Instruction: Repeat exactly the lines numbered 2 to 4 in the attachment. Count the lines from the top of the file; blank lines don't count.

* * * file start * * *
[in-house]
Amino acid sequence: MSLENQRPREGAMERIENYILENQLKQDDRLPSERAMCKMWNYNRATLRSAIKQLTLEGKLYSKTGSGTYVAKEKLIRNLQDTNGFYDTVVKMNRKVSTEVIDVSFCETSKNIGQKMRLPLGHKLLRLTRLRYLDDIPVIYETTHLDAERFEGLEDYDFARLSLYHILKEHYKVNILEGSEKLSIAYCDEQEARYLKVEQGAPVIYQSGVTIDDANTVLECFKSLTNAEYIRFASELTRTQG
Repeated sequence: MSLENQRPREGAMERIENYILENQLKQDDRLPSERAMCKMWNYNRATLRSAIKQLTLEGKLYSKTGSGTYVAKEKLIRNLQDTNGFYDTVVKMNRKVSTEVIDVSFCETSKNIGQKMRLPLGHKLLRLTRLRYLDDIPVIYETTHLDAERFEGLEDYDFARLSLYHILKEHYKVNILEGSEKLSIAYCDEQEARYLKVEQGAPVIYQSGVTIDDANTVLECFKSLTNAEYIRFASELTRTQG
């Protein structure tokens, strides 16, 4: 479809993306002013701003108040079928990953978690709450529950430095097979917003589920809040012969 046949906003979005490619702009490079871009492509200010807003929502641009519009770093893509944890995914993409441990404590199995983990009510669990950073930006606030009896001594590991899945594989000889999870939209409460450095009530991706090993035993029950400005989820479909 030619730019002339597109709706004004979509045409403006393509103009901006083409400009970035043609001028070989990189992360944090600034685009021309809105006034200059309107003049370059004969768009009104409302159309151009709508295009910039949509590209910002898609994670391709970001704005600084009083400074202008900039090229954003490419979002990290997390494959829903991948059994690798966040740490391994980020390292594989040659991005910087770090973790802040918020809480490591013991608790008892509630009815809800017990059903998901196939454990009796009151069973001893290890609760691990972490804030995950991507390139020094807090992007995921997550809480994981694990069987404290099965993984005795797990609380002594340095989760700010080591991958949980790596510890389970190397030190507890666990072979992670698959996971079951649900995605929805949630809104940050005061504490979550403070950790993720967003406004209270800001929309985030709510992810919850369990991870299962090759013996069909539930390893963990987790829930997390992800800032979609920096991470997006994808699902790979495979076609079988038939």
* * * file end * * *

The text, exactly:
Amino acid sequence: MSLENQRPREGAMERIENYILENQLKQDDRLPSERAMCKMWNYNRATLRSAIKQLTLEGKLYSKTGSGTYVAKEKLIRNLQDTNGFYDTVVKMNRKVSTEVIDVSFCETSKNIGQKMRLPLGHKLLRLTRLRYLDDIPVIYETTHLDAERFEGLEDYDFARLSLYHILKEHYKVNILEGSEKLSIAYCDEQEARYLKVEQGAPVIYQSGVTIDDANTVLECFKSLTNAEYIRFASELTRTQG
Repeated sequence: MSLENQRPREGAMERIENYILENQLKQDDRLPSERAMCKMWNYNRATLRSAIKQLTLEGKLYSKTGSGTYVAKEKLIRNLQDTNGFYDTVVKMNRKVSTEVIDVSFCETSKNIGQKMRLPLGHKLLRLTRLRYLDDIPVIYETTHLDAERFEGLEDYDFARLSLYHILKEHYKVNILEGSEKLSIAYCDEQEARYLKVEQGAPVIYQSGVTIDDANTVLECFKSLTNAEYIRFASELTRTQG
């Protein structure tokens, strides 16, 4: 479809993306002013701003108040079928990953978690709450529950430095097979917003589920809040012969 046949906003979005490619702009490079871009492509200010807003929502641009519009770093893509944890995914993409441990404590199995983990009510669990950073930006606030009896001594590991899945594989000889999870939209409460450095009530991706090993035993029950400005989820479909 030619730019002339597109709706004004979509045409403006393509103009901006083409400009970035043609001028070989990189992360944090600034685009021309809105006034200059309107003049370059004969768009009104409302159309151009709508295009910039949509590209910002898609994670391709970001704005600084009083400074202008900039090229954003490419979002990290997390494959829903991948059994690798966040740490391994980020390292594989040659991005910087770090973790802040918020809480490591013991608790008892509630009815809800017990059903998901196939454990009796009151069973001893290890609760691990972490804030995950991507390139020094807090992007995921997550809480994981694990069987404290099965993984005795797990609380002594340095989760700010080591991958949980790596510890389970190397030190507890666990072979992670698959996971079951649900995605929805949630809104940050005061504490979550403070950790993720967003406004209270800001929309985030709510992810919850369990991870299962090759013996069909539930390893963990987790829930997390992800800032979609920096991470997006994808699902790979495979076609079988038939």